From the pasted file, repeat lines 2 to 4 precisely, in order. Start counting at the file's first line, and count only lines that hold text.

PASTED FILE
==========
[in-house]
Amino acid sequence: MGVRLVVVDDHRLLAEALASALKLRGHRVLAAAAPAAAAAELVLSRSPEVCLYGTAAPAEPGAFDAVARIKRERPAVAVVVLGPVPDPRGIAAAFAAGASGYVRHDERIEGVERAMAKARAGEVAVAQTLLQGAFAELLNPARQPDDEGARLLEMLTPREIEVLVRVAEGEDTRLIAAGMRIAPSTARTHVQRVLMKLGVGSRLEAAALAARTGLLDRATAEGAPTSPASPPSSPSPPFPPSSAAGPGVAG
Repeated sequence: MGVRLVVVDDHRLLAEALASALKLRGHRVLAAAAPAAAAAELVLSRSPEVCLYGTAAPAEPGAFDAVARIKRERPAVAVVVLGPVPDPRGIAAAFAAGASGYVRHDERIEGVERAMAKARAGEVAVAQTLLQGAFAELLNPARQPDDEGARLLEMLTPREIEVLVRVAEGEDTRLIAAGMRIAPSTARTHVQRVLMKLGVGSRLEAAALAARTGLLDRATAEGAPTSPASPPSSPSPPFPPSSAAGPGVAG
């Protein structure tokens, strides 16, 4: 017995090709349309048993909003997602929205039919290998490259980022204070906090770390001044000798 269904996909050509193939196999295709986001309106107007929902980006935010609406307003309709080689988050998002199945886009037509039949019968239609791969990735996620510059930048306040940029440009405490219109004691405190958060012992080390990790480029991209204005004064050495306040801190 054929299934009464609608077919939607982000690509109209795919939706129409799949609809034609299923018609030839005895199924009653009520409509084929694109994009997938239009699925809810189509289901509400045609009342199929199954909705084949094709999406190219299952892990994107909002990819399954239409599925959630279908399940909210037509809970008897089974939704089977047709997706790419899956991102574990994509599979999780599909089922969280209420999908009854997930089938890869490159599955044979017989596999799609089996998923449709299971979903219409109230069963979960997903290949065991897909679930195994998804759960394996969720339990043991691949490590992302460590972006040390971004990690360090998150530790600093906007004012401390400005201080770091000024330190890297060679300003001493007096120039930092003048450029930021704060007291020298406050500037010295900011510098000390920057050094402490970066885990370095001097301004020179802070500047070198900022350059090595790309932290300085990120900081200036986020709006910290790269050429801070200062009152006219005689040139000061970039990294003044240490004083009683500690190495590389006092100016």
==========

Amino acid sequence: MGVRLVVVDDHRLLAEALASALKLRGHRVLAAAAPAAAAAELVLSRSPEVCLYGTAAPAEPGAFDAVARIKRERPAVAVVVLGPVPDPRGIAAAFAAGASGYVRHDERIEGVERAMAKARAGEVAVAQTLLQGAFAELLNPARQPDDEGARLLEMLTPREIEVLVRVAEGEDTRLIAAGMRIAPSTARTHVQRVLMKLGVGSRLEAAALAARTGLLDRATAEGAPTSPASPPSSPSPPFPPSSAAGPGVAG
Repeated sequence: MGVRLVVVDDHRLLAEALASALKLRGHRVLAAAAPAAAAAELVLSRSPEVCLYGTAAPAEPGAFDAVARIKRERPAVAVVVLGPVPDPRGIAAAFAAGASGYVRHDERIEGVERAMAKARAGEVAVAQTLLQGAFAELLNPARQPDDEGARLLEMLTPREIEVLVRVAEGEDTRLIAAGMRIAPSTARTHVQRVLMKLGVGSRLEAAALAARTGLLDRATAEGAPTSPASPPSSPSPPFPPSSAAGPGVAG
């Protein structure tokens, strides 16, 4: 017995090709349309048993909003997602929205039919290998490259980022204070906090770390001044000798 269904996909050509193939196999295709986001309106107007929902980006935010609406307003309709080689988050998002199945886009037509039949019968239609791969990735996620510059930048306040940029440009405490219109004691405190958060012992080390990790480029991209204005004064050495306040801190 054929299934009464609608077919939607982000690509109209795919939706129409799949609809034609299923018609030839005895199924009653009520409509084929694109994009997938239009699925809810189509289901509400045609009342199929199954909705084949094709999406190219299952892990994107909002990819399954239409599925959630279908399940909210037509809970008897089974939704089977047709997706790419899956991102574990994509599979999780599909089922969280209420999908009854997930089938890869490159599955044979017989596999799609089996998923449709299971979903219409109230069963979960997903290949065991897909679930195994998804759960394996969720339990043991691949490590992302460590972006040390971004990690360090998150530790600093906007004012401390400005201080770091000024330190890297060679300003001493007096120039930092003048450029930021704060007291020298406050500037010295900011510098000390920057050094402490970066885990370095001097301004020179802070500047070198900022350059090595790309932290300085990120900081200036986020709006910290790269050429801070200062009152006219005689040139000061970039990294003044240490004083009683500690190495590389006092100016």